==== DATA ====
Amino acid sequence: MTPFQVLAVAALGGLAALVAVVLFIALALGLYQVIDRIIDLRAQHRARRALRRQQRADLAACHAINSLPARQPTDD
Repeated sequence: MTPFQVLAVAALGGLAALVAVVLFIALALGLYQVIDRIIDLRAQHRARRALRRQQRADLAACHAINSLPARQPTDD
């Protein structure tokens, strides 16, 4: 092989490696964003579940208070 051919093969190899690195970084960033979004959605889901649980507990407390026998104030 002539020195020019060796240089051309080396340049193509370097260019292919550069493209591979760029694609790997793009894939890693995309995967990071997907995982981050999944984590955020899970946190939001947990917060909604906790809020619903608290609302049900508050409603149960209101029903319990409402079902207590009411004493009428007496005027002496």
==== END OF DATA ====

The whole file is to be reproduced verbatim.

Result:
Amino acid sequence: MTPFQVLAVAALGGLAALVAVVLFIALALGLYQVIDRIIDLRAQHRARRALRRQQRADLAACHAINSLPARQPTDD
Repeated sequence: MTPFQVLAVAALGGLAALVAVVLFIALALGLYQVIDRIIDLRAQHRARRALRRQQRADLAACHAINSLPARQPTDD
């Protein structure tokens, strides 16, 4: 092989490696964003579940208070 051919093969190899690195970084960033979004959605889901649980507990407390026998104030 002539020195020019060796240089051309080396340049193509370097260019292919550069493209591979760029694609790997793009894939890693995309995967990071997907995982981050999944984590955020899970946190939001947990917060909604906790809020619903608290609302049900508050409603149960209101029903319990409402079902207590009411004493009428007496005027002496």